When Hurricane Harvey hit Texas in 2017, at least 40 wastewater treatment plants were damaged by the floodwaters, and some leaked raw sewage for weeks. That smelly public health nightmare could become commonplace as sea levels rise along the coasts of the United States, a new study suggests. The highest increase considered—almost 2 meters—would inundate hundreds of plants nationwide, leaving more than 31 million people without any wastewater treatment services.
In most U.S. cities, wastewater from toilets, showers, and sinks travels through a network of pipes and sewers to a central treatment plant where about 60% of suspended solids are removed and microbes consume dissolved organic matter. The water is then transferred to an artificial pond or wetland where additional waste settles out or is digested, after which the water is discharged into a river or the sea. To save energy transporting effluent, most coastal treatment plants are built close to the ocean at low elevations.
Past researchers have examined how rising seas might affect these low-lying wastewater treatment plants locally, but no one has yet examined the nationwide impact. In their new study, Hummel et al. used geographic information system (GIS) mapping to see how low-lying coastal plants across the United States might be affected under several different sea level rise scenarios produced by the National Oceanic and Atmospheric Administration. They also conducted a detailed case study of 36 treatment plants in the San Francisco Bay Area, which treat an average of 600 million gallons of wastewater per day and serve more than 5.7 million people.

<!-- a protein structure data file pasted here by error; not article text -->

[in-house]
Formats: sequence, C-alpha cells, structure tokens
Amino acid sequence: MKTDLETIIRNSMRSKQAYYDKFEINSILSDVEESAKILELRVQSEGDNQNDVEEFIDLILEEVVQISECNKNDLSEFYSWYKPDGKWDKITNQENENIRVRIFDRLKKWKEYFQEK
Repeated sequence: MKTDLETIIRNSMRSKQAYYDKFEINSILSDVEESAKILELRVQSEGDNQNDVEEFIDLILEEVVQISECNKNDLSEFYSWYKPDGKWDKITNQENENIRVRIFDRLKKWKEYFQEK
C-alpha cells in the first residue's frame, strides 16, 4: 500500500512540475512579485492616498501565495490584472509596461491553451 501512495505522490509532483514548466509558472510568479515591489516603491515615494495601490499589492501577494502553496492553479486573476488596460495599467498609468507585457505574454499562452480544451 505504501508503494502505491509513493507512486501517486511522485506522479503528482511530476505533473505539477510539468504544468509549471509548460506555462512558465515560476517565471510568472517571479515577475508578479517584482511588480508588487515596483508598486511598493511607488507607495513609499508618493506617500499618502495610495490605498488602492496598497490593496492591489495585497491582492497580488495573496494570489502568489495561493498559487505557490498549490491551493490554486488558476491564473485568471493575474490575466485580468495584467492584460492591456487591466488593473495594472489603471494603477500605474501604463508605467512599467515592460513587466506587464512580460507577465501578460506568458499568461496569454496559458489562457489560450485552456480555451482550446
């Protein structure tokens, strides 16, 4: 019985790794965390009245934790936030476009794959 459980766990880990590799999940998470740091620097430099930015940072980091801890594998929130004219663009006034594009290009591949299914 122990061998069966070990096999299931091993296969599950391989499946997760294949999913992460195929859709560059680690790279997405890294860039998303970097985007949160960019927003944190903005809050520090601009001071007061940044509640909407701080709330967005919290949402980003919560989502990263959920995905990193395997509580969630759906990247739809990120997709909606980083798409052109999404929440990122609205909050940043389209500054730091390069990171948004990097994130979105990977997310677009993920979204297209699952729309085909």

On a national level, the team found that a sea level rise of roughly 0.3 meters would compromise 60 wastewater treatment plants and affect 4 million people. The worst-case-scenario projection—an almost 2-meter rise—would cause 394 plants to be exposed, affecting 31 million people. Far smaller increases would cause major problems in the San Francisco Bay Area, they found. Just a 75-centimeter increase in sea level, for example, would flood wastewater plants in Silicon Valley, Palo Alto, San Mateo, and Union City, and a 125-centimeter increase would flood plants in Sunnyvale, Millbrae, Oro Loma–Castro Valley, and the San Francisco International Airport.
Rising seas will also raise the groundwater table in the aquifers that underlie much of the Bay Area, the team found. When the groundwater table rises, levees and seawalls built to keep the ocean out can actually increase floods by trapping water inland. In San Francisco and across the country, cities need to consider both types of flooding to protect their wastewater treatment systems and the network of pipes and sewers that feed them, the authors argue. In some cases, plants may simply need to be moved to higher ground. (Earth’s Future, https://doi.org/10.1002/2017EF000805, 2018)
—Emily Underwood, Freelance Writer